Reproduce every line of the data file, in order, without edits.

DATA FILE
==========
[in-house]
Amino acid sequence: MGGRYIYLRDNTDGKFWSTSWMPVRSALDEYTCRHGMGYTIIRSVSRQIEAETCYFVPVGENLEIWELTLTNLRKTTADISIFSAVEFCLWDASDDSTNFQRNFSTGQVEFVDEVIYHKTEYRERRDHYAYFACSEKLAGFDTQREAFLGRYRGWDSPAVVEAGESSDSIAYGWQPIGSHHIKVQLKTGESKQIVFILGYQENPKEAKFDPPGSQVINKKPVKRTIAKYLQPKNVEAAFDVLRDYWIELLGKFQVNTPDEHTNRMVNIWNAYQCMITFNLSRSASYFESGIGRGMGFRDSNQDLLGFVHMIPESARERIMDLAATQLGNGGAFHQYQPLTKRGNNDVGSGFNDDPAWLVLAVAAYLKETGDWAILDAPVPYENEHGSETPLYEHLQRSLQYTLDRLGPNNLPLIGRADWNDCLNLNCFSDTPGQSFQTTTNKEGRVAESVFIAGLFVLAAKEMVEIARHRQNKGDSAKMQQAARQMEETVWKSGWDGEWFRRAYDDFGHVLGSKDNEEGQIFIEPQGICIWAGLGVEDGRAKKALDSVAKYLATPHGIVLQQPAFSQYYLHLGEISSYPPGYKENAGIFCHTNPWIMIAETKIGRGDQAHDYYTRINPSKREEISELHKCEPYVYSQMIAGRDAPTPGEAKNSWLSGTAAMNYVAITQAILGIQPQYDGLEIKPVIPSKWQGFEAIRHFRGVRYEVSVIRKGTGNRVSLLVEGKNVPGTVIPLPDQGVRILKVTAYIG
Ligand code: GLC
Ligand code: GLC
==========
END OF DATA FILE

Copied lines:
[in-house]
Amino acid sequence: MGGRYIYLRDNTDGKFWSTSWMPVRSALDEYTCRHGMGYTIIRSVSRQIEAETCYFVPVGENLEIWELTLTNLRKTTADISIFSAVEFCLWDASDDSTNFQRNFSTGQVEFVDEVIYHKTEYRERRDHYAYFACSEKLAGFDTQREAFLGRYRGWDSPAVVEAGESSDSIAYGWQPIGSHHIKVQLKTGESKQIVFILGYQENPKEAKFDPPGSQVINKKPVKRTIAKYLQPKNVEAAFDVLRDYWIELLGKFQVNTPDEHTNRMVNIWNAYQCMITFNLSRSASYFESGIGRGMGFRDSNQDLLGFVHMIPESARERIMDLAATQLGNGGAFHQYQPLTKRGNNDVGSGFNDDPAWLVLAVAAYLKETGDWAILDAPVPYENEHGSETPLYEHLQRSLQYTLDRLGPNNLPLIGRADWNDCLNLNCFSDTPGQSFQTTTNKEGRVAESVFIAGLFVLAAKEMVEIARHRQNKGDSAKMQQAARQMEETVWKSGWDGEWFRRAYDDFGHVLGSKDNEEGQIFIEPQGICIWAGLGVEDGRAKKALDSVAKYLATPHGIVLQQPAFSQYYLHLGEISSYPPGYKENAGIFCHTNPWIMIAETKIGRGDQAHDYYTRINPSKREEISELHKCEPYVYSQMIAGRDAPTPGEAKNSWLSGTAAMNYVAITQAILGIQPQYDGLEIKPVIPSKWQGFEAIRHFRGVRYEVSVIRKGTGNRVSLLVEGKNVPGTVIPLPDQGVRILKVTAYIG
Ligand code: GLC
Ligand code: GLC